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A number of potentially important, and in one case scandalous, developments have been taking place in the fight to legalize online poker in the United States. Law makers and industry groups are slowly massing behind the idea that a legalized regulated online poker industry is the best option for America as a whole.

One of the groups taking the fight against the UIGEA to the courts is the Interactive Media Entertainment and Gaming Association (iMEGA), who are combating the U.S. Department of Justice over claims that the bill should be void for vagueness. The case is currently in the appeals court, and iMEGA is confident that they have the upper hand in the debate. However, evidence that has come to light since the case began is being suppressed and blocked by the DoJ.

When the UIGEA came into effect, it was criticized for giving an exemption to horse race betting and lotteries conducted over the internet. However, reports have surfaced that lotteries in North Dakota and New Hampshire are having their credit card transactions blocked by the banks due to confusion over the definition of “illegal online gambling.” iMEGA claims that this evidence is directly relevant to the case, as it shows a clear indication of the ineptitude of the UIGEA. Banks are forced to police the laws themselves and are forced to be overly cautious for fear of breaking the law. Justice attorney Nicholas Bagley wrote to iMEGA claiming that these instances were “inappropriate absent unusual circumstances,” and should not be brought into the case.

Head of iMEGA, Joe Brennan Jr., responded angrily stating that “the Justice Department doesn’t think that there is anything ‘unusual’ about credit card companies blocking purchases that are clearly allowed by the very law they’re trying to defend? The New Hampshire lottery is losing a quarter of its sales even though they’re supposed to be protected by this law.” It is expected that iMEGA will submit a request directly the court to have the evidence included.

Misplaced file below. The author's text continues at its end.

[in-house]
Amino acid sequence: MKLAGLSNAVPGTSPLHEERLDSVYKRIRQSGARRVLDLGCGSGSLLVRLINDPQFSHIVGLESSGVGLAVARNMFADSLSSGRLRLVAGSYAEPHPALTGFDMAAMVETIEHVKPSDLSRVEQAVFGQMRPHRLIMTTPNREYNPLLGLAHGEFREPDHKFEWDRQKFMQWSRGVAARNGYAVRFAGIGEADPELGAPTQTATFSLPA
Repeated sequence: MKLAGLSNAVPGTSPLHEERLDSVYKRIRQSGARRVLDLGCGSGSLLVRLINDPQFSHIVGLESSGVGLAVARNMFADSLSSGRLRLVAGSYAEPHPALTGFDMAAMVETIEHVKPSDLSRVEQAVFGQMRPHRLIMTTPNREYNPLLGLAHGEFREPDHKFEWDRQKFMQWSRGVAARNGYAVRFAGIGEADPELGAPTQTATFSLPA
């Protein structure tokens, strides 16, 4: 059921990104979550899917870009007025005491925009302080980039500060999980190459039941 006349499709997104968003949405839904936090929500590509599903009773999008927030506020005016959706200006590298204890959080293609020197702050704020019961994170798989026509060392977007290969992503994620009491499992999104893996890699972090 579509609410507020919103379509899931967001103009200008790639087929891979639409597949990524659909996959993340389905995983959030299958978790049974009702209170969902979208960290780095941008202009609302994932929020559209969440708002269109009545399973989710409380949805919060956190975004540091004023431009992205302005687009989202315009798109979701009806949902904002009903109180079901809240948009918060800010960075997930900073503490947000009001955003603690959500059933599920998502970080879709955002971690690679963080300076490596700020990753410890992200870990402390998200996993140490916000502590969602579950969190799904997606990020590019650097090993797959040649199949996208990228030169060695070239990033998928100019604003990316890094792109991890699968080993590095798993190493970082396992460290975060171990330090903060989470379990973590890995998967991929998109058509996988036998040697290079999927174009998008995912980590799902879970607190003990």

One surprise source for positive poker news this week was the staunchly anti-gambling state of Utah. All forms of gambling are outlawed in the state and no distinction is made for poker’s skill factor. However, the State Attorney General Mark Shurtleff has made it plain that he would support any moves to legalize a regulated online poker industry. Recent statistics have shown that the number of people playing poker in the United States has increased since the UIGEA came into effect in 2006, and Shurtleff thinks that “you’ve got unscrupulous people rigging the system. People are getting ripped off.” He believes that “[Online poker] is going to happen anyway, let’s put some regulation in place.”

Finally, former WSOP Championship winner Greg Raymer has been speaking in Washington D.C. on behalf of the Poker Player’s Alliance. He addressed the 36th-annual Conservative Political Action Conference on the subject of legal online poker, claiming that any good conservative would be in favor of protecting the freedoms of Americans. He accused those that would block the legalization of online poker as bad conservatives and referred to the politicians responsible for instigating the UIGEA as “idiots.”